The amazing planet we live on is made up of so many different elements, the first of which is weather. Being able to predict tomorrow’s weather is one of the most challenging and frequently requested bits of information to provide. Do you need a coat tomorrow? Will soccer practice be canceled? Will the crops freeze tonight?
One of the greatest leaps in meteorology was using numbers to predict the flow of the atmosphere. The math equations needed for these (using fluid dynamics and thermodynamics) are enough to make even a graduate student quiver with fear. Even today’s most powerful computers cannot solve these complex equations! The best they can do is make a guess at the solution and then adjust it until it fits well enough in a given range. How do the computers know what to guess?
We’re going to build our own homemade weather station and start keeping track of weather right in your own home town. By keeping a written record (even if it’s just pen marks on the wall), you’ll be able to see how the weather changes and even predict what it will do, once you get the hang of the pattern in your local area. For example, if you live in Florida, what happens to the pressure before the daily afternoon thunderstorm? Or if you live in the deserts of Arizona, what does a sudden increase in humidity tell you?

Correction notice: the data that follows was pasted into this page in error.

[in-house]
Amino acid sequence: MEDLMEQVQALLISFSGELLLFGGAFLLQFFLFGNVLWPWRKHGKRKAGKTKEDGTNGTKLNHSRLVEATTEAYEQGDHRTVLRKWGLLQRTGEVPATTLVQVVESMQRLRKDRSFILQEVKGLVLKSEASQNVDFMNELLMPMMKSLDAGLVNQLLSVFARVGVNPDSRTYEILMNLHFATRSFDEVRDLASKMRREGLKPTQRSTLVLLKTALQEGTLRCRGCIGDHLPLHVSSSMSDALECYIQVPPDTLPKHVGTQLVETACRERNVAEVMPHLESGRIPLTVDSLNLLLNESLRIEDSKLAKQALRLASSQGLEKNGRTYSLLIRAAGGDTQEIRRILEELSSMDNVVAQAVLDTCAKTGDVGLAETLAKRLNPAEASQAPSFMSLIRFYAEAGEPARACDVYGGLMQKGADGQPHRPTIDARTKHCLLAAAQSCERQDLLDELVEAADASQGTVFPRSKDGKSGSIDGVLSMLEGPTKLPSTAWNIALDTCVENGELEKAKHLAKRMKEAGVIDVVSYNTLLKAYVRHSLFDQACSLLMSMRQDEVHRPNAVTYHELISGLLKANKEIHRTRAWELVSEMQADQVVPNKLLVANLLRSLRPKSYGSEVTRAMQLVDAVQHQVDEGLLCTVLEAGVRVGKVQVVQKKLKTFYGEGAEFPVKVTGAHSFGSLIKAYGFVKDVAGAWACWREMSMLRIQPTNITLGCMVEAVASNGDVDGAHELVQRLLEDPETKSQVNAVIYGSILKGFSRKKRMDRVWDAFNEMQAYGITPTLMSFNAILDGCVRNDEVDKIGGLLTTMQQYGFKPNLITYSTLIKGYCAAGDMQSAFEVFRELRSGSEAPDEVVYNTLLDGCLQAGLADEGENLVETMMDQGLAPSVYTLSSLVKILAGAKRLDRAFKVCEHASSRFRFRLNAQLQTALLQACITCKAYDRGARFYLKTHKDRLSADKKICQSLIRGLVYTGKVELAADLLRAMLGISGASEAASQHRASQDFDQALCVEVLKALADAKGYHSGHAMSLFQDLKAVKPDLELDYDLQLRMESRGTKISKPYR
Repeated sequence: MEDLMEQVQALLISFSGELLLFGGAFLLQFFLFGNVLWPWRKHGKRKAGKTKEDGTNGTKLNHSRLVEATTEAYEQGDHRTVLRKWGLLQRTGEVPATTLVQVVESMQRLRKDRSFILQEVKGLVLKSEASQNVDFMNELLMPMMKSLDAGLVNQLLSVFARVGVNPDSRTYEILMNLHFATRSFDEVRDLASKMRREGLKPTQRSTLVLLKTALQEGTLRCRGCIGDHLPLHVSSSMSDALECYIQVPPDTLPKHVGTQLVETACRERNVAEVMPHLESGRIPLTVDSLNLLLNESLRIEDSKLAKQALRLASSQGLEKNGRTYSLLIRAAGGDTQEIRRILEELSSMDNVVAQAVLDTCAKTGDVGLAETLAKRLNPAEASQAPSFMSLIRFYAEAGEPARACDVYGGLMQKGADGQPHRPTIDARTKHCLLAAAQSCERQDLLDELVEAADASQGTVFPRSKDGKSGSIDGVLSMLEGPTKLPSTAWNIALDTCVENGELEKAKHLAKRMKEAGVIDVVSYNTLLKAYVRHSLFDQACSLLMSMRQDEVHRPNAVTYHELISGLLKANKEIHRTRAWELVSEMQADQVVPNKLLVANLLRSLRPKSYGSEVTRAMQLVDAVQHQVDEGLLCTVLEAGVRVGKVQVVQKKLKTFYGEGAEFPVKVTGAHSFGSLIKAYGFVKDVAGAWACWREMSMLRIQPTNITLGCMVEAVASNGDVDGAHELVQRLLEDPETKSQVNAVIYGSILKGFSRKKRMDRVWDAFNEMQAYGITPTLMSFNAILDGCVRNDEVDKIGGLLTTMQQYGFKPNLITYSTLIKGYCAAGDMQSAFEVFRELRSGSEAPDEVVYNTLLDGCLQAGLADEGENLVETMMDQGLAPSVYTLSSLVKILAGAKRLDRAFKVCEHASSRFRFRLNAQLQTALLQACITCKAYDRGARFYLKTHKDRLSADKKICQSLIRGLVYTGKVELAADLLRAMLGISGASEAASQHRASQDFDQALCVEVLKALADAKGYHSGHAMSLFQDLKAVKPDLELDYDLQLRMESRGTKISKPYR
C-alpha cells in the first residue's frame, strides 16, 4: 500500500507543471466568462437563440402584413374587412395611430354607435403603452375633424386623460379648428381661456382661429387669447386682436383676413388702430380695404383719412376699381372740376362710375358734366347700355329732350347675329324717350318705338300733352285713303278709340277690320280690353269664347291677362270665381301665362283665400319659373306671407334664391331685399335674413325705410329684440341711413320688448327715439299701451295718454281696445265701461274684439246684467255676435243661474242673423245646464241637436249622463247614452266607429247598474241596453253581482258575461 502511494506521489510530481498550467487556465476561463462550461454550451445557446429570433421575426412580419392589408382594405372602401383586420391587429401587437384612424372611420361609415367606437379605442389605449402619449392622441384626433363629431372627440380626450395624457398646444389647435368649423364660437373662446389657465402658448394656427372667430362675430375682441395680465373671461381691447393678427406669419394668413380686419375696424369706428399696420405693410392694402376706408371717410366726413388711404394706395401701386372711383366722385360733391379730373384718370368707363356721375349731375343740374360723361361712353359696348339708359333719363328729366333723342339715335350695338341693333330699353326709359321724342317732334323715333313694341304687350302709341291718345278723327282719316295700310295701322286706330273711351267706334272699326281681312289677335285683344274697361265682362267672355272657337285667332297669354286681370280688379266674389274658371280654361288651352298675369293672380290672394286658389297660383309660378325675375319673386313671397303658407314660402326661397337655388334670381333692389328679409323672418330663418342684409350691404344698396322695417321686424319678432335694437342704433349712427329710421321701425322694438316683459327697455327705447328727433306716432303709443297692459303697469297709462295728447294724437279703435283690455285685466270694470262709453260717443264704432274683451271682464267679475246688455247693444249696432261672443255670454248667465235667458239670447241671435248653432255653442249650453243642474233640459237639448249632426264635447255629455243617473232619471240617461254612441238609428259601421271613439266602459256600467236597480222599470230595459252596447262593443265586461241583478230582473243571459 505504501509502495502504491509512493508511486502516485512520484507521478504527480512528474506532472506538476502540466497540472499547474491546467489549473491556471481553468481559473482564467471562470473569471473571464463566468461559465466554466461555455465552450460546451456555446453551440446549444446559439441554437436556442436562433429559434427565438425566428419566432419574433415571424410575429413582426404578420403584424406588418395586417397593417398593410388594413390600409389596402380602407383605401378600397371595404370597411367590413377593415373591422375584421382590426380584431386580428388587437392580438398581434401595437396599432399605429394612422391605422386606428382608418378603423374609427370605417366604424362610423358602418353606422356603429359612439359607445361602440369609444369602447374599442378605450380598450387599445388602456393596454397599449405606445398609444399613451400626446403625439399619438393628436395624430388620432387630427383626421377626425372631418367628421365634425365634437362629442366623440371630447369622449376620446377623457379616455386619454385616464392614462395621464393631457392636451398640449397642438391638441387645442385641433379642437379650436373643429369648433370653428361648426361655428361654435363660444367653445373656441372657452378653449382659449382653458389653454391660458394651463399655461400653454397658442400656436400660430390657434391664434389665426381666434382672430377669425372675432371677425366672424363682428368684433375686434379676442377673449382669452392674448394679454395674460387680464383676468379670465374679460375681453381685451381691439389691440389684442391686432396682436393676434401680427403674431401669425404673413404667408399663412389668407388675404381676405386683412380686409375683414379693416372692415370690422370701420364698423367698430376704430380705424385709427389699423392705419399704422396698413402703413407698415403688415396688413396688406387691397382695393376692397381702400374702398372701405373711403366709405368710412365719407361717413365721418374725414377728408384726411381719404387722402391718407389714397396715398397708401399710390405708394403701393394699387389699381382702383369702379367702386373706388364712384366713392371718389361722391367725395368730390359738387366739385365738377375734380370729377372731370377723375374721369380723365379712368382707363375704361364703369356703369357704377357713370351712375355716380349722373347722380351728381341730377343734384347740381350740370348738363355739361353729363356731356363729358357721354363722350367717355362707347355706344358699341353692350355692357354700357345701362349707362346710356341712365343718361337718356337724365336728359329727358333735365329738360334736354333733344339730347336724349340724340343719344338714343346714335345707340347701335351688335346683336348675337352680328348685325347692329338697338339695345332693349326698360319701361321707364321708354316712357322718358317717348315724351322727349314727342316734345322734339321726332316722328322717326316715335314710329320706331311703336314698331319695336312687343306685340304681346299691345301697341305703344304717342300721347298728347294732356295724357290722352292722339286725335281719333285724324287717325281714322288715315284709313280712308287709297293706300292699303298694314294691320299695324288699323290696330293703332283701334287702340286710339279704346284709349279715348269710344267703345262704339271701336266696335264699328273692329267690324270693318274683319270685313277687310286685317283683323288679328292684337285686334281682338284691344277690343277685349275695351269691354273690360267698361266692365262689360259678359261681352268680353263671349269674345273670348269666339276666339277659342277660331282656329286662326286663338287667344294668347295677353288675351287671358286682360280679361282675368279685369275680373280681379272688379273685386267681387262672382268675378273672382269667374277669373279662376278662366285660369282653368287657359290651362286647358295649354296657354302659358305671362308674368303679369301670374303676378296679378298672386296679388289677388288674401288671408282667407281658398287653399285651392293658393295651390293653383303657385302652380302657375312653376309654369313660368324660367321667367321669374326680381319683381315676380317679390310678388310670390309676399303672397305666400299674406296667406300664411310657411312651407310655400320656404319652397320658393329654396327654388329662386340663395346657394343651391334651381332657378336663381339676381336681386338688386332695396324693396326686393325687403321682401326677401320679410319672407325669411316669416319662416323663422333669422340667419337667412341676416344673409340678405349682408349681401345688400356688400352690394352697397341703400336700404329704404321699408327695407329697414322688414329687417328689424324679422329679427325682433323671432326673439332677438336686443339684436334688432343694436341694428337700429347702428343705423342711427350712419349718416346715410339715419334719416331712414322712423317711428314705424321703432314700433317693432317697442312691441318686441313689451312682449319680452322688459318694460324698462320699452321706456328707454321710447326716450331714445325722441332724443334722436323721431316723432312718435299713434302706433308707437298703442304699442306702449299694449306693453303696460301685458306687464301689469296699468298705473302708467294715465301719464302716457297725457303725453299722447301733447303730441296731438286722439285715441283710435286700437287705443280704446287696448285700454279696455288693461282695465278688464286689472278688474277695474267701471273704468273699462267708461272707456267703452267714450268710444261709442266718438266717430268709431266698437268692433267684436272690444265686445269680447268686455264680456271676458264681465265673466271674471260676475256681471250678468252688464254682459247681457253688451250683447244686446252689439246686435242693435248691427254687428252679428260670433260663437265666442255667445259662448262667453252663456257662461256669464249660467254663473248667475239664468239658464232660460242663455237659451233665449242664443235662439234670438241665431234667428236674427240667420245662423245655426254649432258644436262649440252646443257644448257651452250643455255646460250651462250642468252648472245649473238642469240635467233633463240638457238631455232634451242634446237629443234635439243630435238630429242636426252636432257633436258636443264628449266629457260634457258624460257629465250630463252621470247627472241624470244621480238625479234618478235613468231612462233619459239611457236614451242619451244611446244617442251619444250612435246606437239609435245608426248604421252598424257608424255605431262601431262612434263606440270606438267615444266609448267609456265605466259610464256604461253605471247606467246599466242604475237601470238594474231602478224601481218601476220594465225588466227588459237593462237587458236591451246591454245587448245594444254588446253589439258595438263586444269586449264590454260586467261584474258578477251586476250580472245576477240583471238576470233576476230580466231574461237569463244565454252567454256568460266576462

By the end of the labs in this unit, students will be able to:
- Identify and describe various weather instruments.
- Represent data in tables and graphs to describe typical weather conditions expected during a particular season.
- Obtain and combine information to describe climates.
- Design and build an experiment that is able to track clouds across the sky.
- Explore ways to measure temperature and pressure of the atmosphere.
- Understand what humidity is a measure of, and how to record its daily values.
- Differentiate observation from inference (interpretation) and know scientists’ explanations come partly from what they observe and partly from how they interpret their observations.
- Measure and estimate the weight, length and volume of objects.
- Formulate and justify predictions based on cause-and-effect relationships.
- Conduct multiple trials to test a prediction and draw conclusions about the relationships between predictions and results.
- Follow a set of written instructions for a scientific investigation.